Episode 2

Revolt, Retreat and Return

Following often destructive urban renewal programs of the 1950s and 1960s, citizens began pushing back, blocking many projects from proceeding and re-shaping the outcome of others.

By the 1970s and 1980s, many cities were in freefall due to population loss, disinvestment and fiscal failure all contributing to the then “urban crisis.”

After the 1980s real estate boom reshaped skylines across the continent and the 1990s saw media portraying cities in a more positive way, downtowns became more desirable around the dawn of the new millennium leading up to the challenges we still face today.

Standing Up

We peer inside protests against the loss of community in our three focus cities and see how new ideas were beginning to take hold that mirrored resistance efforts nationwide.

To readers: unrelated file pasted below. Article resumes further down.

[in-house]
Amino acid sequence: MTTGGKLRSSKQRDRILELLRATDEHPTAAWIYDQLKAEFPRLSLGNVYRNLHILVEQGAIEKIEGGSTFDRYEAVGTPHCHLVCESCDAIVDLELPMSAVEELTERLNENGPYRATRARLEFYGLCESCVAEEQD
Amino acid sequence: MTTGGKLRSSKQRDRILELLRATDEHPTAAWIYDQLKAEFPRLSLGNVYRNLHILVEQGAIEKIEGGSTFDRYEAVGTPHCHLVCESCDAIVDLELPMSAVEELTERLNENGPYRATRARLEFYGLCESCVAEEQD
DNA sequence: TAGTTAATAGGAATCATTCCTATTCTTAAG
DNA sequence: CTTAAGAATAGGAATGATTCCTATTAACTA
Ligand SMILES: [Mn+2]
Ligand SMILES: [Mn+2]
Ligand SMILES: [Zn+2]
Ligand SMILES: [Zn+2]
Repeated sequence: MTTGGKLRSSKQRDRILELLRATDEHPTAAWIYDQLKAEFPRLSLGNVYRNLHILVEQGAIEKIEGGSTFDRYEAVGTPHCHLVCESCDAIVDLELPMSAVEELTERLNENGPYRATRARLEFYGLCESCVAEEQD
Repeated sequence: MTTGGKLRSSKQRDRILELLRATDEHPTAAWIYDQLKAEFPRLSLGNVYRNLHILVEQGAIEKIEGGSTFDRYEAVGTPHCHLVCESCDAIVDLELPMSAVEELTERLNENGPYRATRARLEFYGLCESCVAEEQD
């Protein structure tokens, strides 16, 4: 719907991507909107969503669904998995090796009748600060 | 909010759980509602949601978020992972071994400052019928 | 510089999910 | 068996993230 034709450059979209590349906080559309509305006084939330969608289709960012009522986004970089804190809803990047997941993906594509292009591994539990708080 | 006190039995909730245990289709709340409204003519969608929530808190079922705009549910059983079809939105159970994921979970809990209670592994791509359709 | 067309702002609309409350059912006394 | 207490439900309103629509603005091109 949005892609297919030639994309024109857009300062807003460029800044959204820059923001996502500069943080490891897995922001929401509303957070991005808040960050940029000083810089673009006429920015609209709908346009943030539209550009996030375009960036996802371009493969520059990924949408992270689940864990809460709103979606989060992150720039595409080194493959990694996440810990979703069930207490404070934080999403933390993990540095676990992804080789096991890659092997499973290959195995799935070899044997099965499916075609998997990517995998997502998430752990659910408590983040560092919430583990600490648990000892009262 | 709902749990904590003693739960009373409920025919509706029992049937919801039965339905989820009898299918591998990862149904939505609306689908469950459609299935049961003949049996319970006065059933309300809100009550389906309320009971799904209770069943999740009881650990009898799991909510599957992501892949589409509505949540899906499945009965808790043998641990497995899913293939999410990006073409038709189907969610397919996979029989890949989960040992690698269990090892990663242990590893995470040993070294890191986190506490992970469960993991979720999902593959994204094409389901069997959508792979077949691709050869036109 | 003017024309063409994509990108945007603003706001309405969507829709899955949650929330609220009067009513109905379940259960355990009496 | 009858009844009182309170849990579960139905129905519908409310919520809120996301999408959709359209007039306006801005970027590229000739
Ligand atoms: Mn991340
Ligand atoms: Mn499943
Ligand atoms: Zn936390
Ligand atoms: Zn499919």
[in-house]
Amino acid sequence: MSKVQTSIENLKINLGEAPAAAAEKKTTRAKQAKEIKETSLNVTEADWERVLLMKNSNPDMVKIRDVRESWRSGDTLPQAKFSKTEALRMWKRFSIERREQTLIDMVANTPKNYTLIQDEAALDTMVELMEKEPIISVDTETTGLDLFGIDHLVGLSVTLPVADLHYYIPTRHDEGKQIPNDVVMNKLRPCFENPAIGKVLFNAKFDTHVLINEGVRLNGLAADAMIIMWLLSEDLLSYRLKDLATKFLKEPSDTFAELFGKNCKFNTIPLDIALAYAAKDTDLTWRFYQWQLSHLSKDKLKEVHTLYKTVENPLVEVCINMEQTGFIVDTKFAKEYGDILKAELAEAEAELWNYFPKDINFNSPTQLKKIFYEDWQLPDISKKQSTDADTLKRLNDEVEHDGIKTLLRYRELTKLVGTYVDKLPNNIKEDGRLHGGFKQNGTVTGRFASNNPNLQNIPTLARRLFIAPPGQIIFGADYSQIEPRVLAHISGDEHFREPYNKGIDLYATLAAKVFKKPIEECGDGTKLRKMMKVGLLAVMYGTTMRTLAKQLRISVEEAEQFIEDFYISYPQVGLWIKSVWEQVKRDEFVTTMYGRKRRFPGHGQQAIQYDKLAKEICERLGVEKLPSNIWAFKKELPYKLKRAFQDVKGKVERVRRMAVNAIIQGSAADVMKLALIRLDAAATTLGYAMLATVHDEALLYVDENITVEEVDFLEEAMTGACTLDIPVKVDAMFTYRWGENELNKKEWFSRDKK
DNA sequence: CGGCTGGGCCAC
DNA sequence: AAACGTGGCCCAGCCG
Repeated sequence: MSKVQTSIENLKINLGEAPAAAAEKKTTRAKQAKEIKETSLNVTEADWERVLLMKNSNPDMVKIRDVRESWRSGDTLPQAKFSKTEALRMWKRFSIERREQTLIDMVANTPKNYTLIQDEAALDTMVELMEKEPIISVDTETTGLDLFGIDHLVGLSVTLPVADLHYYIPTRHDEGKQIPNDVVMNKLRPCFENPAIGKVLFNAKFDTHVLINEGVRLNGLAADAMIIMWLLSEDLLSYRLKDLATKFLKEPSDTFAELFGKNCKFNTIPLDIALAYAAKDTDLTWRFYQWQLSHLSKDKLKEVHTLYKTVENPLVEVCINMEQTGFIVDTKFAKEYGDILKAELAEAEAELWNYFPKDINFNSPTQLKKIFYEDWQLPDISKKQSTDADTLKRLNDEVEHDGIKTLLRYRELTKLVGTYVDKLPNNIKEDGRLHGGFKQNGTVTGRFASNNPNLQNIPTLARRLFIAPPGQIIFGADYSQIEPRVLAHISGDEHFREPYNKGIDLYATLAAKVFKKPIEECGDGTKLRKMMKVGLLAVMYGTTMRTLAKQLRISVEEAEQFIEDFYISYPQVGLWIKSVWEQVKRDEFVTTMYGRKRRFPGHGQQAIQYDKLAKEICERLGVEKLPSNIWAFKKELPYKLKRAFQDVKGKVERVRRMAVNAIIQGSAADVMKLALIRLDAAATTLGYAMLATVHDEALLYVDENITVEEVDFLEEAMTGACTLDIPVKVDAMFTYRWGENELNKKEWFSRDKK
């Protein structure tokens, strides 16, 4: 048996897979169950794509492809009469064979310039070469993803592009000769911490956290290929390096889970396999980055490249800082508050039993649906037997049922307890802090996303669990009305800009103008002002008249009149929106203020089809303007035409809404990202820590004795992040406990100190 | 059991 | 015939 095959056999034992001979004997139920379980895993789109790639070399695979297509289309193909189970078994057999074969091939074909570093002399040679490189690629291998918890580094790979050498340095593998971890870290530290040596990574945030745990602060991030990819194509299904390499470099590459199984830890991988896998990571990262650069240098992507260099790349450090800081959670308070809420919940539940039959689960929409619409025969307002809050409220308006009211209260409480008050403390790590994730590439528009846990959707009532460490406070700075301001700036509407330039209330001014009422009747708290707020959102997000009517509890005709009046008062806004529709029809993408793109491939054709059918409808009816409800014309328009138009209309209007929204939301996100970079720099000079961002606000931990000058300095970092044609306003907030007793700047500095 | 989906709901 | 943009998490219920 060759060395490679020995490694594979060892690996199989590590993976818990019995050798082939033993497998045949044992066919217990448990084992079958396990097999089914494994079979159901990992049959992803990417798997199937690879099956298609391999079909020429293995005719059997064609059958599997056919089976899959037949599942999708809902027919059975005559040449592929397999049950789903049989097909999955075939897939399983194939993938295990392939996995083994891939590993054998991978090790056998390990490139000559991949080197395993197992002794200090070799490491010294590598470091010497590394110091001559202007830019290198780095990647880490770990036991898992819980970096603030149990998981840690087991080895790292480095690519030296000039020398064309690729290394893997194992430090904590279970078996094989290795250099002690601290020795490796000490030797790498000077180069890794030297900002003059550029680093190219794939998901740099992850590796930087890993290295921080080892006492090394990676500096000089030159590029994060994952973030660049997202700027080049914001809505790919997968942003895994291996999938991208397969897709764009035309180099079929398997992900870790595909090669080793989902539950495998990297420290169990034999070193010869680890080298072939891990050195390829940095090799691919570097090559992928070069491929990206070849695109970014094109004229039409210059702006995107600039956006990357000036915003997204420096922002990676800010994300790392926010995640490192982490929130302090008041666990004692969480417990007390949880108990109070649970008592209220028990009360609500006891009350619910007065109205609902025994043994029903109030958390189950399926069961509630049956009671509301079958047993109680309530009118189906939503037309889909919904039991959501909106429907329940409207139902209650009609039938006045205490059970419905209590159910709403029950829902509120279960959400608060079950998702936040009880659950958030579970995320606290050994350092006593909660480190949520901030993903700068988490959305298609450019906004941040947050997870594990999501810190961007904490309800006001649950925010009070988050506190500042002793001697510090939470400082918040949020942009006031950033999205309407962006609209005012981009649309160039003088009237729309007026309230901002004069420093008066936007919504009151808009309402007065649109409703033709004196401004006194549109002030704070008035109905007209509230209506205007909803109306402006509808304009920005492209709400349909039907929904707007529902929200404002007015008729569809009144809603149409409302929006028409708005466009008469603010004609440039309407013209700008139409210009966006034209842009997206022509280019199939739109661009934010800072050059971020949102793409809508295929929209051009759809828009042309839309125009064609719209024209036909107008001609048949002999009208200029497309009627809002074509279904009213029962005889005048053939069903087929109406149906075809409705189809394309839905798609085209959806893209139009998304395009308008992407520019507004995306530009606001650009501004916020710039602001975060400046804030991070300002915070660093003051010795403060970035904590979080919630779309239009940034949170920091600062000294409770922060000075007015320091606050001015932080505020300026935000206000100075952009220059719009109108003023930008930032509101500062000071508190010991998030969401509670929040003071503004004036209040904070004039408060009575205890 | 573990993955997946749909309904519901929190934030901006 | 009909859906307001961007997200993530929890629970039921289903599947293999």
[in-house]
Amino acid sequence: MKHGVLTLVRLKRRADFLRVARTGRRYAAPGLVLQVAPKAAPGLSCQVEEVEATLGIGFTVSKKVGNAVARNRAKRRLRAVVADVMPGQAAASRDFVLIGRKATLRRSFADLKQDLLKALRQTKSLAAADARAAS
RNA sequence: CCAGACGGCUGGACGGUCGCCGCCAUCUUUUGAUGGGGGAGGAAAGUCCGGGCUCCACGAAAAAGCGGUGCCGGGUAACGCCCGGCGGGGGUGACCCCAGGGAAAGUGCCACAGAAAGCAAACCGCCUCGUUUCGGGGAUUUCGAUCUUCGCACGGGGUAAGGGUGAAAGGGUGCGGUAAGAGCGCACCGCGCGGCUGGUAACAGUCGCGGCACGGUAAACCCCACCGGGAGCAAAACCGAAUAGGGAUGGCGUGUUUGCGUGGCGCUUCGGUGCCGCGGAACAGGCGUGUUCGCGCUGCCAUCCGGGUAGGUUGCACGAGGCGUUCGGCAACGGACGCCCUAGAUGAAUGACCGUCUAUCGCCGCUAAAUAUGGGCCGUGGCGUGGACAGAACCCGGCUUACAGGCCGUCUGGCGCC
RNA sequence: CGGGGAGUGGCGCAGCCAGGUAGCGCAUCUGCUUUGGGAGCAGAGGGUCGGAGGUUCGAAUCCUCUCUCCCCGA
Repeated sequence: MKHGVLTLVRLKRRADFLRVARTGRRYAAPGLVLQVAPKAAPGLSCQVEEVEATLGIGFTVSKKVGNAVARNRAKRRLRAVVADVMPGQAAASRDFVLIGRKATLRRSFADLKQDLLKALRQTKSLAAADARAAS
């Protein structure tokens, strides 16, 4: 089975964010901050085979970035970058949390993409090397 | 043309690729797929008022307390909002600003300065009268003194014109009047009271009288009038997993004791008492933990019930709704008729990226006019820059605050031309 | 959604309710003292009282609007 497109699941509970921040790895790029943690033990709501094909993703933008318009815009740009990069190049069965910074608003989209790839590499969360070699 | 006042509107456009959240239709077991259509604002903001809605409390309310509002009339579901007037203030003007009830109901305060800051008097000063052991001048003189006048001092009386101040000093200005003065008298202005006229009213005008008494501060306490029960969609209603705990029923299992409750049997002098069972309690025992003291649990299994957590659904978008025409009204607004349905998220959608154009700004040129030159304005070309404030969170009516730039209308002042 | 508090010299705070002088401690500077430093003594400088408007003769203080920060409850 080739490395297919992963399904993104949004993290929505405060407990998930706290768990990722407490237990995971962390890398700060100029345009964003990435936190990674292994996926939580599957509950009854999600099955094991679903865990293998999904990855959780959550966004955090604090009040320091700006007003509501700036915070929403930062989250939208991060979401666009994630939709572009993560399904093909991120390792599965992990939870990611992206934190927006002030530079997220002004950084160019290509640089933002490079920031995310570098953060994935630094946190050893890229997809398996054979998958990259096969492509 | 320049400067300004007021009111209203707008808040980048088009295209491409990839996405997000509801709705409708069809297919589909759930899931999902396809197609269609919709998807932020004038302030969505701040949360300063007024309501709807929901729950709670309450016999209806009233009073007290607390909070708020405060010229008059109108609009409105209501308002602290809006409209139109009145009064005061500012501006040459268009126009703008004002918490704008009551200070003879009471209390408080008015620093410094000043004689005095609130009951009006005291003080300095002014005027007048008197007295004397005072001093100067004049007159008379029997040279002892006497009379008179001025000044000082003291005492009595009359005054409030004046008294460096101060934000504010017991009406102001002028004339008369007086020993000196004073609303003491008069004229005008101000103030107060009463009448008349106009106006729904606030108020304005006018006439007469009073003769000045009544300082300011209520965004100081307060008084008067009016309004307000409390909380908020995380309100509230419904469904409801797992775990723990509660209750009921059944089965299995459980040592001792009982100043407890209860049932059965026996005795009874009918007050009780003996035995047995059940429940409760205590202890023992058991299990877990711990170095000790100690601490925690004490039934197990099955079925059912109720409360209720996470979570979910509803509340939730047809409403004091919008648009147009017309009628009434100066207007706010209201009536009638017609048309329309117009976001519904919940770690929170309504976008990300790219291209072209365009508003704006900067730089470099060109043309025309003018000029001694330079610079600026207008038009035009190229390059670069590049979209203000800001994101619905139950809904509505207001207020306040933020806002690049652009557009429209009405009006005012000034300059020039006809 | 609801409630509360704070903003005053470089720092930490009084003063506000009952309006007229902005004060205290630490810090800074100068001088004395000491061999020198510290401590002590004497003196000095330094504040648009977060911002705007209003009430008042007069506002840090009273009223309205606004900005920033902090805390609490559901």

• Progressive Ideals: Philadelphia

  • Preservation Crusaders: Pittsburgh

  • A New Downtown: Los Angeles

Bottoms Up

Many cities were desperately seeking solutions to their dire straits in the 1970s and 1980s.

  • Bankrupt: Philadelphia

  • Lights Out: Pittsburgh

  • Decentralized: Los Angeles

Looking Up

Helped by changing demographics, workplaces and media portrayals, cities staged a comeback around the turn of the 20th century but daunting challenges remain.

  • Clean and Safe: Philadelphia

  • Reinvention: Pittsburgh

  • I Found A Heart: Los Angeles

  • Progressive Ideals: Philadelphia
  • Preservation Crusaders: Pittsburgh
  • A New Downtown: Los Angeles
  • Bankrupt: Philadelphia
  • Lights Out: Pittsburgh
  • Decentralized: Los Angeles
  • Clean and Safe: Philadelphia
  • Reinvention: Pittsburgh
  • I Found A Heart: Los Angeles